God is waiting…but there is much more to do before they meet.

…to be continued.

The Problem With the Cross

crossIt had already been a long morning when we find this bloody man dragging a torture device through the center of town. People were yelling, shaking their fists, and some were keeping quiet for fear of being ostracized for their position that reflected the minority opinion. Many people have met their doom in this way, but not many have received such publicity.

If you think about it, the whole circumstance was a rather impractical way to die. The individual hung on a cross for a long period of time in public view for the sole purpose of humiliation. Death was a secondary bonus as far as the Romans were concerned. The act of being displayed before and during expiration was the modern equivalent of a billboard propagating the idea that this government was supreme.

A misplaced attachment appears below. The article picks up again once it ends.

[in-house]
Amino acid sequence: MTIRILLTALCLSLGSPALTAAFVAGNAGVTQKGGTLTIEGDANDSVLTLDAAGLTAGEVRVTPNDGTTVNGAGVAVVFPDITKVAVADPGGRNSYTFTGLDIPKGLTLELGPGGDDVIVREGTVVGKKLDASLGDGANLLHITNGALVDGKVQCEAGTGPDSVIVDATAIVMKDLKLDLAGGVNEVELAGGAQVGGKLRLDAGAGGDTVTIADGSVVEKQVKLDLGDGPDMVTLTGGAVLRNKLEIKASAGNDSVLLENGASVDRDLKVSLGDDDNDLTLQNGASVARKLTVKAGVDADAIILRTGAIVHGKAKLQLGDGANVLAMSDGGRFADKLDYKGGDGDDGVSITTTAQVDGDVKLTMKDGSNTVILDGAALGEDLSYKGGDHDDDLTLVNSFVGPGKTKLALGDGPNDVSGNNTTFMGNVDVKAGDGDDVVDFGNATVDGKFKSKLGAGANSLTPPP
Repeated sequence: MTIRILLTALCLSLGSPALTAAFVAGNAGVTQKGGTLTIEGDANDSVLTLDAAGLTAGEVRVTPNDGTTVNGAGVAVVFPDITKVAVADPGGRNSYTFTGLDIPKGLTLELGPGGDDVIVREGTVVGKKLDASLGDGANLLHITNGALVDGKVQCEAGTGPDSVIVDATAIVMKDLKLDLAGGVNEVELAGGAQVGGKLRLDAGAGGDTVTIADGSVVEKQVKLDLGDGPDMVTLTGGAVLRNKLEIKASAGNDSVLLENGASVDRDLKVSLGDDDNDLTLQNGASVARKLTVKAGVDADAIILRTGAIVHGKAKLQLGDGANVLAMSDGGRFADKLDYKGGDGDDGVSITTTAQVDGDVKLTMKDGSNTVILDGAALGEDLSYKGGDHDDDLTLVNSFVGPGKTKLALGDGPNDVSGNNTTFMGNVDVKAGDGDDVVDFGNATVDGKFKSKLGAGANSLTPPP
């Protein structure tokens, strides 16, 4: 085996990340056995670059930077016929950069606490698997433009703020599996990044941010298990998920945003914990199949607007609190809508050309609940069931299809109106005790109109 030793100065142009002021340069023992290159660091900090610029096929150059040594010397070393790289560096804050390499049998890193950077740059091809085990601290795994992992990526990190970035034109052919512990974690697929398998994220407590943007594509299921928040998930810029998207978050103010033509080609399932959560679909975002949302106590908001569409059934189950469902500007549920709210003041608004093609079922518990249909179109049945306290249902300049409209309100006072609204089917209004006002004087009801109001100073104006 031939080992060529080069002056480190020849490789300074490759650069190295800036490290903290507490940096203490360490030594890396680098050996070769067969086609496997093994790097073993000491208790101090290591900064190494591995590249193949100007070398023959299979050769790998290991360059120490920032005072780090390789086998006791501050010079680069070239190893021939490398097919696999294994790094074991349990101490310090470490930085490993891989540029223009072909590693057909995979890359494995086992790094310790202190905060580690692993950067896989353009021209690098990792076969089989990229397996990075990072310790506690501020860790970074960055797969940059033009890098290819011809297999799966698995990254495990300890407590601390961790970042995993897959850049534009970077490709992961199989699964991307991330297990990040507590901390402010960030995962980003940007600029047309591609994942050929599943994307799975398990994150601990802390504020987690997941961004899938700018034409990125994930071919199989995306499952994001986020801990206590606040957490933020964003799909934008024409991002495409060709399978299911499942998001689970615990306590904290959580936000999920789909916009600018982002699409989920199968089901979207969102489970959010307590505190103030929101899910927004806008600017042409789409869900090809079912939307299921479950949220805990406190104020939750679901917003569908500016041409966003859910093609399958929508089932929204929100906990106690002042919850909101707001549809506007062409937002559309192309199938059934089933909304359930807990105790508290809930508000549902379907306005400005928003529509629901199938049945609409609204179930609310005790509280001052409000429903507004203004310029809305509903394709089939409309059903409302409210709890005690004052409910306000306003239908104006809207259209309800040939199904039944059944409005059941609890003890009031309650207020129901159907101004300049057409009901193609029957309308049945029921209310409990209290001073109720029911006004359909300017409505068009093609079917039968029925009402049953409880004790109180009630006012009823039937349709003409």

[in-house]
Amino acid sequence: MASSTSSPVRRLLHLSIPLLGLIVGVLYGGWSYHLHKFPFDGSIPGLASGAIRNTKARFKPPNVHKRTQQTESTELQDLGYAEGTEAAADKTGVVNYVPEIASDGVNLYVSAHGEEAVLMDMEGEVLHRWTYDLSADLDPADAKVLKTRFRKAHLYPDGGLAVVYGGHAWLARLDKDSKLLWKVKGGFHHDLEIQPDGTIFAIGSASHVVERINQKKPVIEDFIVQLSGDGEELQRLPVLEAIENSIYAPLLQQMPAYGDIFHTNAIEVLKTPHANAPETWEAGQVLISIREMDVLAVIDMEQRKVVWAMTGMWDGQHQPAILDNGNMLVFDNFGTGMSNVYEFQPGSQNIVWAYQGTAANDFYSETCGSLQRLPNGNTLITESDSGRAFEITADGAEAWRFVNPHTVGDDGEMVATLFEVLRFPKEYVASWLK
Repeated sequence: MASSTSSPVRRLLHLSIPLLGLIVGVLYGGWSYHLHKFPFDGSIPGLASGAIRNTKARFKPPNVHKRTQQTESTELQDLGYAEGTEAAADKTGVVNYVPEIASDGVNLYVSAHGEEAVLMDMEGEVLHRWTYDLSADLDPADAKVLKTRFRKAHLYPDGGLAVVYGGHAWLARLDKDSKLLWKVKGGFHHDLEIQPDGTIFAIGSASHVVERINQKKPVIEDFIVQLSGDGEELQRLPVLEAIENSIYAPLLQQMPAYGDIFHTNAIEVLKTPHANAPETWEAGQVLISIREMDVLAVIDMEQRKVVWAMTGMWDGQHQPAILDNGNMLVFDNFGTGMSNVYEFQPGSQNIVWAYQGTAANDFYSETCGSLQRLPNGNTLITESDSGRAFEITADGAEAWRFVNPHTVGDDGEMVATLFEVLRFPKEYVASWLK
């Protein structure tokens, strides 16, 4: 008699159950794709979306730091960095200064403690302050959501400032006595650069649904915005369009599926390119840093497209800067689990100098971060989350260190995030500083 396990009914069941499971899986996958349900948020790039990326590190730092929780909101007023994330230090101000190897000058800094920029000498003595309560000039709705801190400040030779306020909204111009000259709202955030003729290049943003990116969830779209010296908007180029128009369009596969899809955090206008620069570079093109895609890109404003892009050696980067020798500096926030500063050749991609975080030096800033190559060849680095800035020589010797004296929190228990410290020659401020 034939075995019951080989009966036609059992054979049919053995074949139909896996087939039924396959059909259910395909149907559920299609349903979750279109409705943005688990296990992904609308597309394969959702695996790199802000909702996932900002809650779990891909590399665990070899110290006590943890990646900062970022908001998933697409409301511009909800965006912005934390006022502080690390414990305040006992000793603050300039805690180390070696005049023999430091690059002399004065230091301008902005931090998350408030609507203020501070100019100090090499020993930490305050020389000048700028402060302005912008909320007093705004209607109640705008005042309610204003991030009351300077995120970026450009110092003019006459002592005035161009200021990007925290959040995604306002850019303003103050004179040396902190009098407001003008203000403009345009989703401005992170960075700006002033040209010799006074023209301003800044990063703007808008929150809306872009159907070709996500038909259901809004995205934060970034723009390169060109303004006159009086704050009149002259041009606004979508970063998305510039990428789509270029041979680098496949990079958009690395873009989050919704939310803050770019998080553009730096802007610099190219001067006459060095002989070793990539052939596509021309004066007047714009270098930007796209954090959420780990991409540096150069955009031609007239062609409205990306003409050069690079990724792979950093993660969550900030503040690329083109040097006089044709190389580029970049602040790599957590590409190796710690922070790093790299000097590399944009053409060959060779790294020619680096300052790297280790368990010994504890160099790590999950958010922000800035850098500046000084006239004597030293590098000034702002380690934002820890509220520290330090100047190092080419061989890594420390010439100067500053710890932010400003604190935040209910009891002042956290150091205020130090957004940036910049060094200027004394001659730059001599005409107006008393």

So, here was this man, who was declared publicly innocent by the governor thus giving the screaming mob an out to possibly assuage their own guilty conscience. Minutes later he is beaten and forced to drag a cross for the amusement of hundreds. His countenance reflected someone with courage and missional resolve. He didn’t put up a fight, and acted almost as if he was marking items off of a task list. His heart was fixed on what was next, but at the same time his mind was meditating on what had already come to pass. Generations of people who claimed to know and love God…and every one of those generations falling into disobedience. Not this time though. He was going to end this cycle. This story started with the perfect couple, who doubted God’s perfect word. The story reaches its pinnacle here. A story defined by stripes, blood, and sacrifice.